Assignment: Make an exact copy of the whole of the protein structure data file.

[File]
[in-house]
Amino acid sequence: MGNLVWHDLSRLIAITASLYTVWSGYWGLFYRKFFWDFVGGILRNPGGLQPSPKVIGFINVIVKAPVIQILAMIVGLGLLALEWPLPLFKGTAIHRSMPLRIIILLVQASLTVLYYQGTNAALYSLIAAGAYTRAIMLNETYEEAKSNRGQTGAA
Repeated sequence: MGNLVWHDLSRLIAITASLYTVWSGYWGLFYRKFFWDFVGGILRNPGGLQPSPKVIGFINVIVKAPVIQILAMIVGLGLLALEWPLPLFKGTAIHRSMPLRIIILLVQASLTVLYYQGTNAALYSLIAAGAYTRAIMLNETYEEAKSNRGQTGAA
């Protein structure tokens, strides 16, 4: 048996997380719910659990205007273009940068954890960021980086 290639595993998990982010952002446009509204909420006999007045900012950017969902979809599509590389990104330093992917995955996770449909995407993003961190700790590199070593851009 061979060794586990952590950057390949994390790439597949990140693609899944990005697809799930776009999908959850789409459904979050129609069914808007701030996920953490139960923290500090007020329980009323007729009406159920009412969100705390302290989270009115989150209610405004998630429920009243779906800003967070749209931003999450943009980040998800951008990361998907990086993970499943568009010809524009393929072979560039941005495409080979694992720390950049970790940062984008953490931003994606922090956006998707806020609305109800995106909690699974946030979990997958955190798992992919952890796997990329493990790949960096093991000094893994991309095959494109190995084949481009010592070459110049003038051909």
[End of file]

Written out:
[in-house]
Amino acid sequence: MGNLVWHDLSRLIAITASLYTVWSGYWGLFYRKFFWDFVGGILRNPGGLQPSPKVIGFINVIVKAPVIQILAMIVGLGLLALEWPLPLFKGTAIHRSMPLRIIILLVQASLTVLYYQGTNAALYSLIAAGAYTRAIMLNETYEEAKSNRGQTGAA
Repeated sequence: MGNLVWHDLSRLIAITASLYTVWSGYWGLFYRKFFWDFVGGILRNPGGLQPSPKVIGFINVIVKAPVIQILAMIVGLGLLALEWPLPLFKGTAIHRSMPLRIIILLVQASLTVLYYQGTNAALYSLIAAGAYTRAIMLNETYEEAKSNRGQTGAA
């Protein structure tokens, strides 16, 4: 048996997380719910659990205007273009940068954890960021980086 290639595993998990982010952002446009509204909420006999007045900012950017969902979809599509590389990104330093992917995955996770449909995407993003961190700790590199070593851009 061979060794586990952590950057390949994390790439597949990140693609899944990005697809799930776009999908959850789409459904979050129609069914808007701030996920953490139960923290500090007020329980009323007729009406159920009412969100705390302290989270009115989150209610405004998630429920009243779906800003967070749209931003999450943009980040998800951008990361998907990086993970499943568009010809524009393929072979560039941005495409080979694992720390950049970790940062984008953490931003994606922090956006998707806020609305109800995106909690699974946030979990997958955190798992992919952890796997990329493990790949960096093991000094893994991309095959494109190995084949481009010592070459110049003038051909």